World Geography Fractalling


If you aren’t already familiar with the term Fractalling, shame on you, and go read my introductory post on it. 😀

This article is to show you how to fractal out a world’s geography. A daunting, but well worthwhile task.

First off, what is necessary in a world’s geography? How complex does it need to be? Well, if you take one look at Earth’s geography, you immediately see that it will be next to impossible to replicate that level of detail in any world you concoct. Thankfully you don’t need to.

But many fantasy authors make ridiculously small worlds devoid of global detail. They might be good at plotting a nation’s geography, but they try to take the same fractalling methodology from their nation development and apply it to global geographical development, and it breaks down very rapidly.

So here is how you do it right, to get the most amount of detail possible (without relying on random map generators: we want design and creativity here) with the least amount of effort.

First off we need some big shapes. Really big. What are these big shapes for? They are for the general layout of the continents. Very basic. Stick to triangles, or at the most squares. Huge ones, each covering about half of your globe. The pattern for Earth’s is two triangles, points down, for reference. Because of this simple format for Earth, it is pretty easy to change it up. On one world we did a diamond, and then a line next to it.

Then you go break those up. First skew, and then shatter them into a couple pieces each. Keep long straight lines at this point. Now is also when you decide about how many continents you are going to have. Stick in the 4-10 range, as beyond those points makes them either too small or too simple. You don’t need one shape for each continent yet though.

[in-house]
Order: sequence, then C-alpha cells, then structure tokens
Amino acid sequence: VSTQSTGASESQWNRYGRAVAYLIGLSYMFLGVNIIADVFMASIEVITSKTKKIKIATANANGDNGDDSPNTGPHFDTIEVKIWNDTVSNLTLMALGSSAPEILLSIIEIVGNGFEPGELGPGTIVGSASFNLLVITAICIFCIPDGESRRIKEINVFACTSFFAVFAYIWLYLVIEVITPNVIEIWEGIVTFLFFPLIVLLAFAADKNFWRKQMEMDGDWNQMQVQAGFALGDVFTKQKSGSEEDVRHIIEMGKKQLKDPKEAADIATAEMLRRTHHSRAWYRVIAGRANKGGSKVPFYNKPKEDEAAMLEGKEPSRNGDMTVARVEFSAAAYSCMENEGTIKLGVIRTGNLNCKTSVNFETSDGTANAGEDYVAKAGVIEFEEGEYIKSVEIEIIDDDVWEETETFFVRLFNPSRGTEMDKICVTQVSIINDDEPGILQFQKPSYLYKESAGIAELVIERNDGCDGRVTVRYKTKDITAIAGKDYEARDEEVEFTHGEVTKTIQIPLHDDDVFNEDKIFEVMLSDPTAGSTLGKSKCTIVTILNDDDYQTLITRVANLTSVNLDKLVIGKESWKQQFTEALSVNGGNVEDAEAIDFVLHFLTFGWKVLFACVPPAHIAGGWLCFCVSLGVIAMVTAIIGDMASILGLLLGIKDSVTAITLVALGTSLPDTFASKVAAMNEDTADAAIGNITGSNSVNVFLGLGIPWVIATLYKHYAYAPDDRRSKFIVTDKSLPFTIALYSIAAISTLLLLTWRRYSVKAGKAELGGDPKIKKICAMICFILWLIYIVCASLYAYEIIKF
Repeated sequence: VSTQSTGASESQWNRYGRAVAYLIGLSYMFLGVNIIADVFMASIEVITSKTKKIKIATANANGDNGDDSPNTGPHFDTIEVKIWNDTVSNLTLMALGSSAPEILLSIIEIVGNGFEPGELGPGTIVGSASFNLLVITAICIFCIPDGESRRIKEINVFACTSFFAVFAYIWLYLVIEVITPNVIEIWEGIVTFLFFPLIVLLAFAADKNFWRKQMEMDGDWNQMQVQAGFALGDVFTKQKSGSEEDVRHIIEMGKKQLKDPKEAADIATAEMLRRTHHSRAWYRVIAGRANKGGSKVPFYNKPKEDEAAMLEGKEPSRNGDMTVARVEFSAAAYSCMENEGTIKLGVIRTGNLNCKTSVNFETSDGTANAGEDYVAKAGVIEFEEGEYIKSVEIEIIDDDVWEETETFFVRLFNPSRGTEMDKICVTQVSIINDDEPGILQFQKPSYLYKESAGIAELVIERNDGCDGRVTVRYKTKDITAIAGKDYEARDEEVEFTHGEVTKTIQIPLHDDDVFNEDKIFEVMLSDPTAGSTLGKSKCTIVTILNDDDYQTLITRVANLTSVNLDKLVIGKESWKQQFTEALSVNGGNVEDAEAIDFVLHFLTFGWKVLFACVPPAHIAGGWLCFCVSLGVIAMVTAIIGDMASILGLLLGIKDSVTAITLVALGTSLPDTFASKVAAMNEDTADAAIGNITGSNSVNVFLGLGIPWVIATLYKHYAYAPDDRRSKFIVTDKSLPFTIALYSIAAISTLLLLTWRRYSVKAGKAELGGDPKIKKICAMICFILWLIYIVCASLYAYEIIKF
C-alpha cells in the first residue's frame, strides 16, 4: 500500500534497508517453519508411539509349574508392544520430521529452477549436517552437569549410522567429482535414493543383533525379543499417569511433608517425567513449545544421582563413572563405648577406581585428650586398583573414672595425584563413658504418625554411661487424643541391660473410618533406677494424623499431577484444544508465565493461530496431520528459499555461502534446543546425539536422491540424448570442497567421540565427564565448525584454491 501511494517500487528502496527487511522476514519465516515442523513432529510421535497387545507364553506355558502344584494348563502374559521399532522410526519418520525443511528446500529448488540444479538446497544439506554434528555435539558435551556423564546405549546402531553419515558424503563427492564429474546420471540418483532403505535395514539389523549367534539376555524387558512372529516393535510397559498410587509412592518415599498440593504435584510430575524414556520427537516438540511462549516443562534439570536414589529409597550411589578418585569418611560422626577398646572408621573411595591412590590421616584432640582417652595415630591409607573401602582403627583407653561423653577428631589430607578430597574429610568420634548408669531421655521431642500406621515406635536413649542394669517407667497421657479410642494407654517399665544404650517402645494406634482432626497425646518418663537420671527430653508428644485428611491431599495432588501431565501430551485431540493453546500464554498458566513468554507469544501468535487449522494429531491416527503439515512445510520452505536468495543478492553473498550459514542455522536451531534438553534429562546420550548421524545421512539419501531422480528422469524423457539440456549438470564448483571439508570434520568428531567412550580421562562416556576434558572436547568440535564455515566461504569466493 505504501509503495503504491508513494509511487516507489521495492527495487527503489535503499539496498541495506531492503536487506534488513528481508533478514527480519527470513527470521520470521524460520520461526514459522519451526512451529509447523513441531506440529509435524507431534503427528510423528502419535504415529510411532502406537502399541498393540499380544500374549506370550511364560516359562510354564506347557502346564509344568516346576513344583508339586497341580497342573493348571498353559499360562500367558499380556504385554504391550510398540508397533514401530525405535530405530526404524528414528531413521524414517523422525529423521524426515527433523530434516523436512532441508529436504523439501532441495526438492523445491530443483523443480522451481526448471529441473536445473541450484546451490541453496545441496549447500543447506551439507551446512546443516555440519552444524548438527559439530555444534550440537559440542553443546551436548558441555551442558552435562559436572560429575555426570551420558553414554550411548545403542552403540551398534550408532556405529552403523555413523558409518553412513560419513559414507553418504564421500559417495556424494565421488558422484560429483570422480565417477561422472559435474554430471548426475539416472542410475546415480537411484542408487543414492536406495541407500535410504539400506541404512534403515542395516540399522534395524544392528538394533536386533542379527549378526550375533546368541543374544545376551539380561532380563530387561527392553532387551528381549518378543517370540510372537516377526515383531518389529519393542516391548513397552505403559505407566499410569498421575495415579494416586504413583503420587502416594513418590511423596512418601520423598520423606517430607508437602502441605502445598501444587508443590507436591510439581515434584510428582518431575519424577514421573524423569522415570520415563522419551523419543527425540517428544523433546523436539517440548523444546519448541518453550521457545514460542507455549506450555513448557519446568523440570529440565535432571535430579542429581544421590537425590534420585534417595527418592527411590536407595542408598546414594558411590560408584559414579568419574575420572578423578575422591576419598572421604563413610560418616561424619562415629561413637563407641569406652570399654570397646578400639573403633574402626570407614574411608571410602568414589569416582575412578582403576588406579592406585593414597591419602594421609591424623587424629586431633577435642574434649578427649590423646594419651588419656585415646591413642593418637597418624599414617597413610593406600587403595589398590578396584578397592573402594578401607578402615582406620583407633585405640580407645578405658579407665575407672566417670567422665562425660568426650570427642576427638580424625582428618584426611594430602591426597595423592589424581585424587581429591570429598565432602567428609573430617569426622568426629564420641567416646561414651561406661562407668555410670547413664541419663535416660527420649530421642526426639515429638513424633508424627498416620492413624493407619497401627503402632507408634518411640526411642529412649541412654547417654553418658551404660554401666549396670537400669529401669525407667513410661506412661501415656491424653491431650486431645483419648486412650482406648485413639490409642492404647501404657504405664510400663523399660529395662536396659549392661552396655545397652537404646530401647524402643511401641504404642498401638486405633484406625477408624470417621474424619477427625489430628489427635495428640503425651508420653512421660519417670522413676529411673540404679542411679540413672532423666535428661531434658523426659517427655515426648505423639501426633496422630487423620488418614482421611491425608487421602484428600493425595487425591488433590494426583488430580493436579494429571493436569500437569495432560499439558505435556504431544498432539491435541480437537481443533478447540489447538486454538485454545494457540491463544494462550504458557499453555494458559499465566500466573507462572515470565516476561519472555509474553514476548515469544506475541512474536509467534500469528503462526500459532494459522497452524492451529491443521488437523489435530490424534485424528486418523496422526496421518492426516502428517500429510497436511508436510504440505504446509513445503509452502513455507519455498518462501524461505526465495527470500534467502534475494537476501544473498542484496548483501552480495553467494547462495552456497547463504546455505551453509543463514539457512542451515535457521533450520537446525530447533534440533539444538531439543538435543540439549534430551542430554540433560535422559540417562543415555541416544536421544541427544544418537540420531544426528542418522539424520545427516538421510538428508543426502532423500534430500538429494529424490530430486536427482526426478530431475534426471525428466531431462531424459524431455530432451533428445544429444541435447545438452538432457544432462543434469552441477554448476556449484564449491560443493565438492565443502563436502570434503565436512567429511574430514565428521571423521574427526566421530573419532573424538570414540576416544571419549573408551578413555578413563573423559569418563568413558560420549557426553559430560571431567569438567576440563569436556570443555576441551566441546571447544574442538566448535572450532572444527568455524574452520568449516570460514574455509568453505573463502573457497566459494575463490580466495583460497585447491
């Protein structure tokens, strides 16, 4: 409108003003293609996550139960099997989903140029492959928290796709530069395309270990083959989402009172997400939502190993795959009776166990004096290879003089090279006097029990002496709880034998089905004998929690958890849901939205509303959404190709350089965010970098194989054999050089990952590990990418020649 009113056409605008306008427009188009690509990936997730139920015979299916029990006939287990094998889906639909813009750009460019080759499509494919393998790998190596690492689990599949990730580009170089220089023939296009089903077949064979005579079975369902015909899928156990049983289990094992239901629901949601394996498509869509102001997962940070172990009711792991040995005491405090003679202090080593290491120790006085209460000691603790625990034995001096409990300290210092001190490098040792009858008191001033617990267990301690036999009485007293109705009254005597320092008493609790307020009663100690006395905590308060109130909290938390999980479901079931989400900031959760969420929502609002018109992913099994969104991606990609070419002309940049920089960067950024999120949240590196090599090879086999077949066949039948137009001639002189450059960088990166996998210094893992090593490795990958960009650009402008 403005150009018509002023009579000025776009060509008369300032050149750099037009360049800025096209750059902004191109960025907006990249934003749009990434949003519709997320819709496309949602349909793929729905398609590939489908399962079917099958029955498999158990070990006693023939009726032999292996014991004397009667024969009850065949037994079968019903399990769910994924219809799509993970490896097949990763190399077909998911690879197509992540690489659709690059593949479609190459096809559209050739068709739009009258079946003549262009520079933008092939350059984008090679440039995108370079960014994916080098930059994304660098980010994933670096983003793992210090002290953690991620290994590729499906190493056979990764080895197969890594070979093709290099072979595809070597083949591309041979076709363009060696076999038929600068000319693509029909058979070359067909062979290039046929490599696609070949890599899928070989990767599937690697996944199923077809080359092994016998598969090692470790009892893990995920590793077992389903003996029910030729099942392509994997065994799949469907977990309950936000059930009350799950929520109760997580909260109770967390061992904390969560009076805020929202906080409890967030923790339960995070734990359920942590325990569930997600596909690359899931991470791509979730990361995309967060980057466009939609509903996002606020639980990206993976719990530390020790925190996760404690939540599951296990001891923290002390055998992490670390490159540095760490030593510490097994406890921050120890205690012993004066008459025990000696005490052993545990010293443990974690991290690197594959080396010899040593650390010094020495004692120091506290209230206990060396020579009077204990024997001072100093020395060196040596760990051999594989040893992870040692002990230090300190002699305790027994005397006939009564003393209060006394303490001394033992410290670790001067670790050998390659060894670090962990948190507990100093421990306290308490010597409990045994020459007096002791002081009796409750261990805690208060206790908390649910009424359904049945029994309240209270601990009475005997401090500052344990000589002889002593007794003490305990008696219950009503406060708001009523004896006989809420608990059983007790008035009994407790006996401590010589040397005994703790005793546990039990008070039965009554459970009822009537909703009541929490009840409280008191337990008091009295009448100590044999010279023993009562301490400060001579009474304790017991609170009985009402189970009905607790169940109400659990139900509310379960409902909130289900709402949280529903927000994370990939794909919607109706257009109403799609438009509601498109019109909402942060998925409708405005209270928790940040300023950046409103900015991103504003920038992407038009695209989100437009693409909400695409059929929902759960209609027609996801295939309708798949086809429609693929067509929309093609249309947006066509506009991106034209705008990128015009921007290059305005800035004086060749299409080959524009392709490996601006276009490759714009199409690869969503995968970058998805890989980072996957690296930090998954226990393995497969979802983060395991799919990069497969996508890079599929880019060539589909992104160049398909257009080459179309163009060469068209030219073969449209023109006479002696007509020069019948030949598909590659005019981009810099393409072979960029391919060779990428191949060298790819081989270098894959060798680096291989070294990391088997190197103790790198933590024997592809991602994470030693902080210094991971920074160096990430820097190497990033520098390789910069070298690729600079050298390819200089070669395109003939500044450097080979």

Now drop the shapes: we are going into a new mode. Lines!

This is a fun type of shape fractalling. Based only very loosely on your earlier shapes, draw a bunch of lines showing the essence of the land and its directions. This part is more vector based, rather than mass based, if that help you any or makes any sense. They can cross, curve (but not squiggle yet), intersect, or run off in weird directions. Be imaginative.

Now merge the two sets with squiggly shapes outlining each of your continents. Base them off of both of the previous stages. Remember at this point, and keep it in mind for the rest of the development, that the top of your square map is stretched out because you aren’t drawing this on a globe. Unfortunately. Just take it into consideration. 🙂

Now you can break those continents up into various islands (especially the ones that are fragmented like the Pacific Isles and Oceania), think Europe and the coasts of the Asian continent. Get the rough drafts first, of course, and then move on to the next step.

In this one, zoom in to one continent, shaping and molding it. Pay close attention to the way that it was made (glacial, volcanic, etc.) because this effects the coastline and the shapes of the mountains. Get an idea of the mountain ranges, sketching them into the land mass with lines like you did before with the continents. Do this with each continent.

Now zoom back and look artistically at how the whole thing balances and looks together. Tweak the orientation of them to each other. Stretch, squish, grow, splatter, simplify, etc.

So now you have a really good base to build off of. You can now take this and start your history, and add on as that dictates. Cities, etc. Go have fun!


4 Responses

  1. Whoa… lol Did I get lost? Jay, are you talking about 3D fractal stuff… or drawing… or mental imaging? LOL

  2. Ahh lol Thanks! You know, the same goes for doing that kind of stuff in Blender. 😀

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